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Sean short film review

★★★

Directed by: #HowardSmith

Written by: #JackSilverwood

Starring: Howard-Smith

 

Sean is an independent short film, directed, shot, cut and played by Howard-Smith and written by Jack Silverwood.

A former IRA member, now living a cosy life in Northern Ireland, has taken up the name of Sean, a man he murdered back in 1995. He has agreed to meet the son of the man he killed but the meeting never takes place, what happens in its stead is a trip down to the protagonist’s consciousness in a Virginia Woolf type of prose.


The narration follows Sean’s consciousness as he roams the forest waiting for the man he has agreed to meet. He searches for the place he buried the man years ago, but he is not completely sure whether he is in the right place. He says that he has accepted to come out today, but confesses he is not sure why. Through these inconsistencies the film presents Sean as a double character – he was once a member of the IRA and fought hard for what he believed in, and now, as he says it himself ‘Sean is a shut-in. Sean likes to stay out of trouble’ and ‘even the Britts have got Sean’s balls in their pocket.’ This duality is further represented by the fact that Sean is played by actor/director Howard-Smith but his voice is narrated by Jim Dolan.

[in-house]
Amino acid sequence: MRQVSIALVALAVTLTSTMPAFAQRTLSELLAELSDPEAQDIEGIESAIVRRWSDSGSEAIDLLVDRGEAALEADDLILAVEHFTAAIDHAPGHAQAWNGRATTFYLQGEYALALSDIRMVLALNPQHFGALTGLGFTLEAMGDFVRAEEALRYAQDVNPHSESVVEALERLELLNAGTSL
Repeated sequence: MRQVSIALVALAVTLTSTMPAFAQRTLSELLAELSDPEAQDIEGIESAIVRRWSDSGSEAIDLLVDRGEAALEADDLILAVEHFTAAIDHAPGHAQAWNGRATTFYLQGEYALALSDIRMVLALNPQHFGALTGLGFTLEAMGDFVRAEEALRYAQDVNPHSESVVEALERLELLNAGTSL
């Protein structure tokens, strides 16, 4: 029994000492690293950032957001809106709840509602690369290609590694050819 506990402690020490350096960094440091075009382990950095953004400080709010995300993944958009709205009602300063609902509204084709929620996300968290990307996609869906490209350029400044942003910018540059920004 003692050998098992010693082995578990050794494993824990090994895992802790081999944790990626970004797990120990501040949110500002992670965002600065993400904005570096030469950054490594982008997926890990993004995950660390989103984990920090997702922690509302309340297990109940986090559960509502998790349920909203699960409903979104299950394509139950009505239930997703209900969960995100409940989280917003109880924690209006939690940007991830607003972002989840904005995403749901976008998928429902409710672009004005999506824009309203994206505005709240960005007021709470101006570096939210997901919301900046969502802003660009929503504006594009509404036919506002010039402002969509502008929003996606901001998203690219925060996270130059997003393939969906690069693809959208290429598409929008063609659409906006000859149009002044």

Depicted in the short is a contrasting sense of past and present, revolution and conformity that result in an aura of nostalgia. Sean walks through the woods but he goes nowhere, he does not go back as he never gets to meet the man, nor does he go forward as he is stopped. Sean is a tragic figure that represents in old age the insignificance of the actions derived from what we deeply believed in, but at the same time the weight that some of the actions still carry. By alluding that ‘the Britts have got Sean’s balls in their pocket’ he is saying that whatever he believed in is no longer the case, but for the son, Sean’s actions are still very much alive. Although the story is particular and difficult to relate, the feelings Sean elicits are certainly universal.


 

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